Stuart Schear was tapped as the vice president for communications at the American Jewish World Service. Prior to his appointment, Schear’s private communications company took on numerous public health issues and clients. As vice president for communications of the Planned Parenthood Federation of America, he led the communications team that helped defeat efforts by members of Congress in 2011 to bar Planned Parenthood from being reimbursed by federal programs for providing breast exams and other preventive health care services for women.
Irina Nevzlin Kogan, 34, was elected active chair of Beit Hatfutsot’s board of directors. She replaces Jacob Perry, former head of the Israel Security Agency, who chaired the board for three years. Nevzlin Kogan will leave her role as president of the NADAV Foundation that she held for five years. She is the daughter of Leonid Nevzlin, co-founder of NADAV, whose $6 million gift to Beit Hatfutsot helped jump-start its forthcoming rebranding as the Museum of the Jewish People.
Dr. Tal Ben Zvi was named vice president of the Bezalel Academy of Arts and Design in Jerusalem. She was previously curator and researcher of Israeli and Palestinian art.
President Obama named seven members of the U.S. Holocaust Memorial Council. Entertainment industry mogul Tom Bernstein was appointed to his third consecutive five-year term. New appointees include Amy Friedkin, Susan Lowenberg and Elliot Schrage, all of San Francisco; Deborah Oppenheimer of Los Angeles; Cheryl Peisach of Miami; and Richard Price of Chicago.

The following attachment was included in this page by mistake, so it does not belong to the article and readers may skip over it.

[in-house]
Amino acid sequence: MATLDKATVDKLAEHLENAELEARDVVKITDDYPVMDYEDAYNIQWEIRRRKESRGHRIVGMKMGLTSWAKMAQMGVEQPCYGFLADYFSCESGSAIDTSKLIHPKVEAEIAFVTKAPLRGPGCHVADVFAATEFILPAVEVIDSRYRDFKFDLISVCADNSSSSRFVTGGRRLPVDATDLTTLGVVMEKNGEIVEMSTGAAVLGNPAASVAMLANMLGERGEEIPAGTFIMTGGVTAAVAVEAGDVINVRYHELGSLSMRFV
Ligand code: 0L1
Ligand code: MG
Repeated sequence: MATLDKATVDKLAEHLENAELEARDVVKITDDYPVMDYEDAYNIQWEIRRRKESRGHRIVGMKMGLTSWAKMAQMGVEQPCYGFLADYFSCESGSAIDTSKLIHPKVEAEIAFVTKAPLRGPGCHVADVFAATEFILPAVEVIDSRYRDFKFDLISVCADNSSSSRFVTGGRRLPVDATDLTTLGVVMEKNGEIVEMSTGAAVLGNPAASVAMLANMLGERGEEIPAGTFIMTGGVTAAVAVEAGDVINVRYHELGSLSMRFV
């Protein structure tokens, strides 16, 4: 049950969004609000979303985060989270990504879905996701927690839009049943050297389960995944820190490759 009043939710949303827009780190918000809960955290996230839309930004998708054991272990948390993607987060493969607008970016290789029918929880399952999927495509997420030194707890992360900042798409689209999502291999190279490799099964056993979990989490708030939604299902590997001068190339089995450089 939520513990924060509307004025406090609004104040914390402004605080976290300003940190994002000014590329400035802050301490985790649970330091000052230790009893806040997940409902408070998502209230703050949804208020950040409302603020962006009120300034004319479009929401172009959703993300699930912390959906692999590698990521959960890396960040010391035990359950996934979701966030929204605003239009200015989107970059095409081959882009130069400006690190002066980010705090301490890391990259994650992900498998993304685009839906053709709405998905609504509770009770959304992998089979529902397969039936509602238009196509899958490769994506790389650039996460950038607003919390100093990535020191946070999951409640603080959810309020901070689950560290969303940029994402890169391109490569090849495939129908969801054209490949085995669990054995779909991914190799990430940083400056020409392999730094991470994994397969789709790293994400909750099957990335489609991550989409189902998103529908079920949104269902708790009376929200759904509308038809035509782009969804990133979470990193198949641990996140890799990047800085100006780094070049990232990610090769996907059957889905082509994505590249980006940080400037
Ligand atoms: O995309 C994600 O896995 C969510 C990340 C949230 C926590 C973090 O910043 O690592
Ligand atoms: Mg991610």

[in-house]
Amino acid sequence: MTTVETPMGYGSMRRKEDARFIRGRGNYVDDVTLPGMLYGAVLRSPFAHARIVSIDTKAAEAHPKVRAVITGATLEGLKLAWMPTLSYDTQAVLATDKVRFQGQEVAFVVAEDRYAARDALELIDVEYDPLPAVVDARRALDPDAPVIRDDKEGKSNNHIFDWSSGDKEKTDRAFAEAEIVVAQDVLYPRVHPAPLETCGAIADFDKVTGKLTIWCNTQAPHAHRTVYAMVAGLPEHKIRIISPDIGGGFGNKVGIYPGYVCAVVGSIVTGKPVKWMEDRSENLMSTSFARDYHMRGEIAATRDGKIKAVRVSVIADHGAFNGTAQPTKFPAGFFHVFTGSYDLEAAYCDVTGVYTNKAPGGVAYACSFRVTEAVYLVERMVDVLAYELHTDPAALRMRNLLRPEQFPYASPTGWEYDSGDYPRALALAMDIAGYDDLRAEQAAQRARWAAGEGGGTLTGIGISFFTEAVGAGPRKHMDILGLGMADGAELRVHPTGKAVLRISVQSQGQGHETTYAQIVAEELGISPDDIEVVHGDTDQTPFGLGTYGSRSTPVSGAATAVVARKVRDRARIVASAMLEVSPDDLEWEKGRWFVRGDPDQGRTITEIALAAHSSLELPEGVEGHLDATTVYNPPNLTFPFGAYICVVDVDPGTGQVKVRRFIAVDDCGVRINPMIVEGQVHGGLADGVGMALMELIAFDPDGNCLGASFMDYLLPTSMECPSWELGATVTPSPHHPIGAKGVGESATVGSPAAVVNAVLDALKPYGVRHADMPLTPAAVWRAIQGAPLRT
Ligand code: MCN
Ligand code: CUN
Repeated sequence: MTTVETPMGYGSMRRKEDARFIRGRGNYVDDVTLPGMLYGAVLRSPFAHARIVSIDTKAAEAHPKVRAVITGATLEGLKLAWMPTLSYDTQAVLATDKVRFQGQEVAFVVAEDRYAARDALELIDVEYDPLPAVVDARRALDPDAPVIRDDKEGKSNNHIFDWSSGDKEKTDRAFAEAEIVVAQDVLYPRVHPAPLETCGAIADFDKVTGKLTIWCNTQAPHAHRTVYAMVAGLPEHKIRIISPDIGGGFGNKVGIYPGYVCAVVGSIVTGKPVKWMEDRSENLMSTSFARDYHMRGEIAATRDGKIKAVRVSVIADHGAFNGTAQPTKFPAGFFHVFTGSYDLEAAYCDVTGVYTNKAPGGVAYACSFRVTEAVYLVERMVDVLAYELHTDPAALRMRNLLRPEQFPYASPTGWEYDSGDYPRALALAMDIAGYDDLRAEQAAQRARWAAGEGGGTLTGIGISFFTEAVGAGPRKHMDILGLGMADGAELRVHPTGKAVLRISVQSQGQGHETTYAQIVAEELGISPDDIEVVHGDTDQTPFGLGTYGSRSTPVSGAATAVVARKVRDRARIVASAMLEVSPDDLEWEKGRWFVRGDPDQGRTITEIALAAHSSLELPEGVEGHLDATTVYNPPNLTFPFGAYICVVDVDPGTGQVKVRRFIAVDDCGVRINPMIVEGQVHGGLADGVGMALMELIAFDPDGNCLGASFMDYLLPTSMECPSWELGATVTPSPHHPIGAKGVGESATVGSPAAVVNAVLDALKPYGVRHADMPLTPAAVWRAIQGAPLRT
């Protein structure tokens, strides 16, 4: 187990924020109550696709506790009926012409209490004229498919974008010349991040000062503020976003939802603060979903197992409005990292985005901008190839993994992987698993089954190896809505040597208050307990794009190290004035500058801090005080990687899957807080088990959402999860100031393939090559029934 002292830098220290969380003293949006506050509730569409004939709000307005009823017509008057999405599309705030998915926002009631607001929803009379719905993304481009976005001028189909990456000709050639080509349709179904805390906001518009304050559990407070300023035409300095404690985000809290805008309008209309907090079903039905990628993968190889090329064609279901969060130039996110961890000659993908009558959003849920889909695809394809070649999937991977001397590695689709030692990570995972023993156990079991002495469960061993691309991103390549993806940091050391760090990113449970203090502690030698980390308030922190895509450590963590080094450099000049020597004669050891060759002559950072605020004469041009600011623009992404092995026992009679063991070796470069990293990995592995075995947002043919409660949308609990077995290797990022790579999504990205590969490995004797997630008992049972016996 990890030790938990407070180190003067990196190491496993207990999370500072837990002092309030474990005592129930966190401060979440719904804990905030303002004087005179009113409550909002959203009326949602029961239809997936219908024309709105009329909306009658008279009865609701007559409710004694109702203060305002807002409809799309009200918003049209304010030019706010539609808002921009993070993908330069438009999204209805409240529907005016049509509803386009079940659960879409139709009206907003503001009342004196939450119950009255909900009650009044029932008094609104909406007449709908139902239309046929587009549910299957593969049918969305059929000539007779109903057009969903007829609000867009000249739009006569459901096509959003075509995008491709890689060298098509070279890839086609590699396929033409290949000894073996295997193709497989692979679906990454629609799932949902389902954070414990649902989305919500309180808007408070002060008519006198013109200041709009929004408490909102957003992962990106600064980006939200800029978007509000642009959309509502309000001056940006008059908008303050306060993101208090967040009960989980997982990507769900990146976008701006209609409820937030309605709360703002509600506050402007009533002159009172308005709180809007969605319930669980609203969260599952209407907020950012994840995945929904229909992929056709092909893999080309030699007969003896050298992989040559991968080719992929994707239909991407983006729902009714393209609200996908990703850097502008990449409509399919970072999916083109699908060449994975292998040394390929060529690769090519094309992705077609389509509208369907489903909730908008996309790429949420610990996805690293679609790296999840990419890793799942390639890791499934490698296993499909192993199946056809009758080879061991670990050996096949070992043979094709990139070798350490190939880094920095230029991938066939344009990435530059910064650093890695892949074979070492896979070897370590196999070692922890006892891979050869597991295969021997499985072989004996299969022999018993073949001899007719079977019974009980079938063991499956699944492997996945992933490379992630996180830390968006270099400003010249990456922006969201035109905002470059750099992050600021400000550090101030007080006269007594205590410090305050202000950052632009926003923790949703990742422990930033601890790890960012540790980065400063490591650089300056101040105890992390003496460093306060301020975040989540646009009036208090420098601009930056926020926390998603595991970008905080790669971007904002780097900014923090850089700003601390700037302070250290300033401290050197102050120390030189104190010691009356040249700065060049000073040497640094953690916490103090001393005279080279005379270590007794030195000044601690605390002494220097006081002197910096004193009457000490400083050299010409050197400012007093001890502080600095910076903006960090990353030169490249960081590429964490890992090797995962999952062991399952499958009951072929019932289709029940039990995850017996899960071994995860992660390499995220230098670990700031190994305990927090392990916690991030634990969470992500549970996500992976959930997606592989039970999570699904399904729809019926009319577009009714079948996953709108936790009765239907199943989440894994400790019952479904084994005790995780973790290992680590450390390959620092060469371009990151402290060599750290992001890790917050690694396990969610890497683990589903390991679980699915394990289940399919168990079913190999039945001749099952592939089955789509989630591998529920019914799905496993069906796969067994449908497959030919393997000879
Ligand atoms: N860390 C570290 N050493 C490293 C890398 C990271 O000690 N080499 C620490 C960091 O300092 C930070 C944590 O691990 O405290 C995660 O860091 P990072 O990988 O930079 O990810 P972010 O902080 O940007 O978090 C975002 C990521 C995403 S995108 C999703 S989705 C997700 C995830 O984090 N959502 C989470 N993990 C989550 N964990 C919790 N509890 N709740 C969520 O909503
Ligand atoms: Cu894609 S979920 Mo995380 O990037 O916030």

President Obama also appointed Susan Stern to serve as chair of the President’s Advisory Council on Faith-Based and Neighborhood Partnerships. Stern, who currently serves as a special adviser on government affairs to the American Jewish Joint Distribution Committee, will be joined on the council by newly appointed member Rabbi Julie Schonfeld, executive vice president of the Rabbinical Assembly of Conservative and Masorti Rabbis.
Stuart Loeser, 39, will leave his post as press secretary to New York City Mayor Michael Bloomberg to start his own communications company, The New York Times reported Sunday. Loeser, a Sabbath observer, has held the job for 6 1/2 years. Bloomberg was honored this year as the godfather, or kvatter, at the brit of Loeser’s third child.
Haviv Rettig Gur has left his post in Jerusalem as spokesman for the Jewish Agency for Israel to become a reporter and special U.S. elections correspondent in New York for the Times of Israel. Gur, a former reporter for The Jerusalem Post, will be returning to work for his boss there — David Horovitz is the founder of the Times of Israel.
Rabbi Mel Gottlieb, president of the Academy of Jewish Religion in California, is leaving his academic posts to devote himself to full-time writing. Last year he co-founded the interfaith graduate studies program at Claremont Lincoln University with Imam Jihad Turk and the Rev. Jerry Campbell, who will be retiring as the school’s president in June. Gottlieb previously was the Hillel director at MIT and Princeton, and served as rabbi at Kehillat Ma’arav in Santa Monica, Calif., and at the Westwood Village Synagogue.